Officer Loehman was hired as a police officer with the Cleveland Police Department after this memo came out. He should never have been hired in the first place, and at the very least officer Gambrack should never have been put back on patrol after the settlement for excessive force. He should have been permanently assigned to desk duty.

And of course, need I even mention the case of Eric Garner in Staten Island? Here we have a case where the medical examiner determined that the cause of Eric garners death was homicide. According to Time:
On Aug. 1, a New York City medical examiner determined that the cause of death in the Garner case was “homicide,” specifically the neck compressions from  Pantaleo’s chokehold and “the compression of [Garner’s] chest and prone positioning during physical restraint by police,” according to spokeswoman, Julie Bolcer.
On top of that there is video of the incident in question:

 Despite the video and the conclusion of the medical examiner the officer involved, Daniel Pantaleo, was not indicted by a grand jury for his actions. 

This is exactly the problem. Police officers who beat and kill unarmed black men are not held to account for their actions. Yes, the police do have a very dangerous job, and they are given the right to use deadly force in certain situations. Unfortunately, when deadly force is used in a way that goes well beyond the authority given to law enforcement they are not held to account. Any criticism of their actions, any protest at the lack of accountability and the systematic injustices that lead to such incidents are treated as an attack on the profession of law enforcement itself. It simply is not an attack on law enforcement. It is a valid and justified critique of a corrupt and inequitable justice system that allows these things to occur. I have respect for authority, but I do not respect authority figures who abuse their authority and power. The very actions of certain police officers, along with a criminal justice system that excuses those officers for those actions is exactly why we need the #BlackLivesMatter movement. We already know that blue lives matter. We see that in the fact that if you injure or kill a police officer you will be prosecuted to the fullest extent of the law. Police dogs are even afforded more legal protections than black people as can be seen in the case of John Rush (and no, I am not excusing Mr. Rush's actions in this case). The same cannot be said if a police officer injures or kills a civilian, especially if said civilian is black.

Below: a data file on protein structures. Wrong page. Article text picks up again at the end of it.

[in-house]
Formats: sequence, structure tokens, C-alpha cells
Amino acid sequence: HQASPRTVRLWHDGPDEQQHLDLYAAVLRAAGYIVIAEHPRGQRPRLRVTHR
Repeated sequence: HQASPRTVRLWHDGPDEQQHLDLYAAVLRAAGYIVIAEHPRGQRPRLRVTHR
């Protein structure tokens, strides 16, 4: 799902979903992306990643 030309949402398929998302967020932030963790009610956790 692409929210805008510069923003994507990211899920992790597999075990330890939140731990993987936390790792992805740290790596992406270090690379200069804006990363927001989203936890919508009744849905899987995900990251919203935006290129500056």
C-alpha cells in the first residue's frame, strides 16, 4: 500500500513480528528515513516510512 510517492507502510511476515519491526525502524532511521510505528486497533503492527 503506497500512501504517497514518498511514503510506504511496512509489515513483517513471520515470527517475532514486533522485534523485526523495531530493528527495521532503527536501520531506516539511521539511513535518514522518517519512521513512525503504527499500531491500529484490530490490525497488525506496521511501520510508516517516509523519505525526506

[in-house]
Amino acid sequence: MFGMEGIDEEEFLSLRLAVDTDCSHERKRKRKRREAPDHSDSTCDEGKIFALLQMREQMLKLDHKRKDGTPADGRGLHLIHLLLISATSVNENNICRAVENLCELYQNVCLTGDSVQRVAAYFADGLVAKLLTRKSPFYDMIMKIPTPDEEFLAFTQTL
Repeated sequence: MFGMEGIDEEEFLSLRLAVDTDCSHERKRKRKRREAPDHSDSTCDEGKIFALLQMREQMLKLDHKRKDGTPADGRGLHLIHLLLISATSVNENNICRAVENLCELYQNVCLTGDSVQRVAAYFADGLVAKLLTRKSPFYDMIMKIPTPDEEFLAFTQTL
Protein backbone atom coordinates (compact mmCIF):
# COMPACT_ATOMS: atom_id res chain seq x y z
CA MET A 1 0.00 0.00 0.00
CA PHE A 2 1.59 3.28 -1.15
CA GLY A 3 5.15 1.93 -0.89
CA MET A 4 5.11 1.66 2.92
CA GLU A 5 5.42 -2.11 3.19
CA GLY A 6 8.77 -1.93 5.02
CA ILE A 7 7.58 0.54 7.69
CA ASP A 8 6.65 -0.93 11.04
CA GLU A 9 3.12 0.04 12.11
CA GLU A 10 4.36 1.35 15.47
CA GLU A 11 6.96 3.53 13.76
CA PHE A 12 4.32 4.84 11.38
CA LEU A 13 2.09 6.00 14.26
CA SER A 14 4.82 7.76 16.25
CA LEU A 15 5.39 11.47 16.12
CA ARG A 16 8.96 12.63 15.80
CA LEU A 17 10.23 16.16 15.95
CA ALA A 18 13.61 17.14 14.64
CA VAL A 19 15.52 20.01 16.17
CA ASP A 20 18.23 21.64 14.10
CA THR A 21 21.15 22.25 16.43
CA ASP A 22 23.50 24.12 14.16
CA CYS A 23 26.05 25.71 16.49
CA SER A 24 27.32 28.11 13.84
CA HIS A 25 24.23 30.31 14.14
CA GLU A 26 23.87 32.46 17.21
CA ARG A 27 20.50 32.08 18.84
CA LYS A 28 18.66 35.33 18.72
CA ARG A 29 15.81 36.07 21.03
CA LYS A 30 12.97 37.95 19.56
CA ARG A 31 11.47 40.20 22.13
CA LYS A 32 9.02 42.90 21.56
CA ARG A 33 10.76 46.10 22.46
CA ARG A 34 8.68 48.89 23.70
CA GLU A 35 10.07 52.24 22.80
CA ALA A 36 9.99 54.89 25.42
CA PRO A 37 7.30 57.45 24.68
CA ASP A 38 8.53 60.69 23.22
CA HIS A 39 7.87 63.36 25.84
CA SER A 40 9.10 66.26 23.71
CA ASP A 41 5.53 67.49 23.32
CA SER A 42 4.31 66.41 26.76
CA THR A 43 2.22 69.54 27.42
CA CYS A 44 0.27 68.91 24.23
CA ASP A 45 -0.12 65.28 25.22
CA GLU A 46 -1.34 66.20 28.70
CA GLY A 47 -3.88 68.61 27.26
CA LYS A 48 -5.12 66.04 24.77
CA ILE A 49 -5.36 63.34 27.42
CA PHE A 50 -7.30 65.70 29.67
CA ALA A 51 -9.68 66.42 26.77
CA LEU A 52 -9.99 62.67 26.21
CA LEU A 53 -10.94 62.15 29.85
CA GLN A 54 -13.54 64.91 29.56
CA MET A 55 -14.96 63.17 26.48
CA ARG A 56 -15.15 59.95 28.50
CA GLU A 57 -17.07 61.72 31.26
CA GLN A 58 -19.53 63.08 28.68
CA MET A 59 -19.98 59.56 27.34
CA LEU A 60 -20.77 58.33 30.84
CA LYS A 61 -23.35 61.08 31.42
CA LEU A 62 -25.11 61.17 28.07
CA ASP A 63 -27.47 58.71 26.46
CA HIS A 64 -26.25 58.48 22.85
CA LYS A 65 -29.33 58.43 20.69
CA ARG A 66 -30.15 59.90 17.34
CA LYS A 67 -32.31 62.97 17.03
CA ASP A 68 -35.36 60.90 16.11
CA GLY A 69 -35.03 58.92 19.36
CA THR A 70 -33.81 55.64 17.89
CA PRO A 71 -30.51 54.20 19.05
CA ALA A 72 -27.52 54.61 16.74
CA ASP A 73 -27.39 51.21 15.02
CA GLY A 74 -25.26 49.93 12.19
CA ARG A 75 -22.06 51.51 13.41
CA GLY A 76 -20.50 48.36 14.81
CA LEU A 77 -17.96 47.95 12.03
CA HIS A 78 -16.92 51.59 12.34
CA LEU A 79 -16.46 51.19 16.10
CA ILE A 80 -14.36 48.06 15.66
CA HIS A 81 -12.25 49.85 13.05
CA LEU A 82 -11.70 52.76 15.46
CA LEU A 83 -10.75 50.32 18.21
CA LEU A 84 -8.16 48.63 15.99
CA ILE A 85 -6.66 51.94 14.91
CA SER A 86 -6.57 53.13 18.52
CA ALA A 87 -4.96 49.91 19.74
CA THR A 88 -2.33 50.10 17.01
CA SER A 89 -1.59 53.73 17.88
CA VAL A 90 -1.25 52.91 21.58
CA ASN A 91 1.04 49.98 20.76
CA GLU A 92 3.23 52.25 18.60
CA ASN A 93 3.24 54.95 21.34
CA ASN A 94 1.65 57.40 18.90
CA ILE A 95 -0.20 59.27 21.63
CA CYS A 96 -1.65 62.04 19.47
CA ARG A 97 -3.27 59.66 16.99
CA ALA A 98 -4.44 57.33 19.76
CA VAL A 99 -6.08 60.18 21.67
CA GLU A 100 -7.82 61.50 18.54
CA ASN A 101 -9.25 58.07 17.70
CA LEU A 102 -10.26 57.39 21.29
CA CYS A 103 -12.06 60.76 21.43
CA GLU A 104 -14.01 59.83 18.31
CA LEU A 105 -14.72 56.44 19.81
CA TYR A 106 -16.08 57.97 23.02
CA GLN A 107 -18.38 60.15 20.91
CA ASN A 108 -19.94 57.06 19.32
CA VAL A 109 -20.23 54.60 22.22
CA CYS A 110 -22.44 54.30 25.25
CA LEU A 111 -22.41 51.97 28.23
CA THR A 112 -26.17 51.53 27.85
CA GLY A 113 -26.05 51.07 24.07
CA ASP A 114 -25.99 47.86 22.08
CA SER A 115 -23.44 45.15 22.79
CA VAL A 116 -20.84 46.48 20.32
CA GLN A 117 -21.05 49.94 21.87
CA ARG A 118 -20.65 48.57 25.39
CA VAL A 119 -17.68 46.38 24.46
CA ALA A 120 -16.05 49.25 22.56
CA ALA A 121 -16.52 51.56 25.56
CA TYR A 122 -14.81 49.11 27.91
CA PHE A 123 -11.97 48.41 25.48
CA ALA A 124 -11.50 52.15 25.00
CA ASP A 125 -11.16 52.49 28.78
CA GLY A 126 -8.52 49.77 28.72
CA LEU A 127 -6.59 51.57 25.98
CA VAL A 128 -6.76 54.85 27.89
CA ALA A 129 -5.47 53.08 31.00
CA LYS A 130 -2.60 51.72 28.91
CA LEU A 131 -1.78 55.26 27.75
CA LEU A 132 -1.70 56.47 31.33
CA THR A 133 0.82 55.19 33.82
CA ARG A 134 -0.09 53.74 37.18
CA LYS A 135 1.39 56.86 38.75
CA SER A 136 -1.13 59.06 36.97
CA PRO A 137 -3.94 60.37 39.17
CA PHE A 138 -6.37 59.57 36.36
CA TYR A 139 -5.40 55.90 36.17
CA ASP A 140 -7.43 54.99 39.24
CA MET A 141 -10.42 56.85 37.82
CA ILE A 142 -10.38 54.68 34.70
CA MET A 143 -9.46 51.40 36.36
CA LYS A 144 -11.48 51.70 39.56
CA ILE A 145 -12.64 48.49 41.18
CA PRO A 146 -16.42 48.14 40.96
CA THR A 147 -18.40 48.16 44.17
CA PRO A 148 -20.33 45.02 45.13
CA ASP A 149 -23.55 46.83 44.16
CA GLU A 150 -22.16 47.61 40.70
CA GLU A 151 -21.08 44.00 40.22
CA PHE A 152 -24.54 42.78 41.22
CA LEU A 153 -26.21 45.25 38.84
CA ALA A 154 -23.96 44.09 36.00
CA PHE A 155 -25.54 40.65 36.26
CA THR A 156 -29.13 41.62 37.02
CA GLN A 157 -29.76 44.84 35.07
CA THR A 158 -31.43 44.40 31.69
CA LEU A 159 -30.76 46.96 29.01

The ideas that we can respect law enforcement and critique the system within which they operate are not mutually exclusive.  I'm glad that there are a lot of good people out there who are willing to risk their lives every day to bring law and order to our society. I am saddened  and angered by the fact that we do not hold these public servants to account for abusing their power. Police officers are given an incredible amount of power in our justice system, so they need to be held to a much higher standard when excessing that power. Police officers are charged with protecting and serving all civilians, not just some.